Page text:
We are very pleased that your family has decided to become a part of our troop, and although we are focused on providing your Scout the best possible opportunity for Character Development, Citizenship, and Personal Fitness; it is a family commitment from all of us to make that happen.
Troop 1920 uses a variety of means to communicate with our Scouting families. An email list-serve is used for distribution of general information and notices. The GroupMe application is used for timely text communications. Please request an invitation to these important communication tools.
One-on-one communications between adults and youth members of the Troop are not permitted. Always include either the youth member’s parent(s) and/or a Scoutmaster in any communications including email, or text messages. For telephone communications, ensure others are in the room/nearby on either or both ends of the communications.
The parents and committee members of Troop 1920 have developed an operating guidelines document to help assure consistency in Troop operations.
To help us provide a great experience for your Scout, and to keep them safe while doing so, there are some forms and other paperwork that we need to have. These forms are required for all activity participants, including adults and leaders
- Medical Forms (must be updated annually)
- The Annual Health and Medical Record form (Parts A&B) must be filled out and turned in to the Troop leadership to participate in any troop activities. This form only requires parents’ signatures.
- The Annual Health and Medical Record form (Parts A,B, & C) are required for the Scout (or Adult) to attend Summer Camp. This form requires the signature of a Physician.
- The Annual Health and Medical Record form and other risk disclosures are required for the Scout to participate in a High Adventure Camp activity. These forms are specific to the type of activity. This form must be completed by a Physician.
- Activity Consent
- The Activity Consent form is required for each Scout, for each campout or adventure activity that they participate in.
- Incident Reports
- The Incident Report form is used to report all injuries, illnesses, and incidents during Scouting activities or on council-owned properties that require the intervention of a medical provider beyond basic Scout-rendered first aid.
Merit Badge Counselor Form
Troop 1920 asks that all adult parents or guardians for our Troop members register as a Merit Badge Counselor for at least one merit badge. There are many merit badges to select from covering all ranges of professions, hobbies, interests, community service, scoutcraft, and life skills.
Use this form to register as a merit badge counselor. Note – you must print this two page PDF file on two sides of a single sheet of paper. You must also complete the Youth Protection Training by creating an account at my.scouting.org and then selecting the scout training center.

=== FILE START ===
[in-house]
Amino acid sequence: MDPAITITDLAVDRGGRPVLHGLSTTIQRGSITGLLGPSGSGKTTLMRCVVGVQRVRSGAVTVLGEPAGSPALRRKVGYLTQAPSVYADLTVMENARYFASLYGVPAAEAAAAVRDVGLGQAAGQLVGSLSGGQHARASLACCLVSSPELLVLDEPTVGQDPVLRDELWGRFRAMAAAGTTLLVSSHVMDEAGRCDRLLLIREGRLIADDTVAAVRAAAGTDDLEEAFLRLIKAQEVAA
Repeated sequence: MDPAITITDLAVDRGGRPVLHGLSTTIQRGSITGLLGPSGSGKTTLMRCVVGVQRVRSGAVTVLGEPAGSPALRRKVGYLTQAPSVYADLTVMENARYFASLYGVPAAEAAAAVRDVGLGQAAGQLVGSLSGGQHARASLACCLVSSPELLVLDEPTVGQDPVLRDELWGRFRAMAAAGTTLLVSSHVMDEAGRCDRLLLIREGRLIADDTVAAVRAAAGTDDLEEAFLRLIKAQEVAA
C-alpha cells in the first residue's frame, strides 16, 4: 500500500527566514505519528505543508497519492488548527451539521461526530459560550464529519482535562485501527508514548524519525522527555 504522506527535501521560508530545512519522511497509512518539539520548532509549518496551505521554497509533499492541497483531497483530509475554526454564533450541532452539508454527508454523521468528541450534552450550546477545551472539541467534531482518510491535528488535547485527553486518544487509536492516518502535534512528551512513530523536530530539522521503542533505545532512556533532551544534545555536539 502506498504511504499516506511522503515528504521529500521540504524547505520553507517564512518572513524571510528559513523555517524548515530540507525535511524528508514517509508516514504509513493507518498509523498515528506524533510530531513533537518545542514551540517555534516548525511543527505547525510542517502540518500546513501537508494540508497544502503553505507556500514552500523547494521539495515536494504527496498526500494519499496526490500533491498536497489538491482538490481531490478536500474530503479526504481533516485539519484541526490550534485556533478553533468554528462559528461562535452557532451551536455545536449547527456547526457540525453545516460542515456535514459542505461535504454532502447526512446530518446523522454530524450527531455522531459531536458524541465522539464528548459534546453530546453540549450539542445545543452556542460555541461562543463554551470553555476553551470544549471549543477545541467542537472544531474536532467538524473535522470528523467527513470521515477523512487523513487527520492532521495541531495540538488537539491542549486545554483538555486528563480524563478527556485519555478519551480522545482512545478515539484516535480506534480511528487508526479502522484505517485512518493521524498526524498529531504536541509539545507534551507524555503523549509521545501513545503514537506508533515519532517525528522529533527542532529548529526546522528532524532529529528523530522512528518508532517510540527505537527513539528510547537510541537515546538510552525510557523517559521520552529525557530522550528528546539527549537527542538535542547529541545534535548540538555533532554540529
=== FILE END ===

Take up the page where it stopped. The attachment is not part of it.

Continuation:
You are a new parent to our Troop, we all were once. Because of this, the Boy Scouts of America has developed an extensive network of mentoring, on-line and in-person training, and even camp-away training courses.
Unit Commissioners are experienced Adult leaders that serve as mentors for new leaders, answering their questions, and helping them to do the best job they can.
Whether you are a Scoutmaster or a Committee Member, On-Line training to help you understand the role of your position and how to do it is available at my.scouting.org. These courses are ideal for letting you learn at your own pace and schedule.
Other training opportunities include:
- Roundtable (a meeting of scouters throughout the district, held on the 2nd Thursday of each month at the Montgomery Village LDS church).
- University of Scouting
- Introduction to Outdoor Leader Skills (IOLS)
These courses, in addition to helping you better serve your leadership role, can also help you with managerial and leadership training that can serve your career. Some employers will even cover the cost and/or provide paid leave for Woodbadge Training.
This survey should be filled out by each Scout working with their parent or guardian. This helps the troop know the resources available to us through our Scout families. It also helps us to identify ways you can help the troop that match your skills and interests.
If a family has financial concerns about their ability to participate in scouting activities, they should approach the Troop treasurer or the Troop Committee Chairperson who will work with Troop committee, without revealing the identity of the family (or families) in need to determine the level of support the Troop can offer.
Web Site Policy
The troop policy for information and photos published on this web site.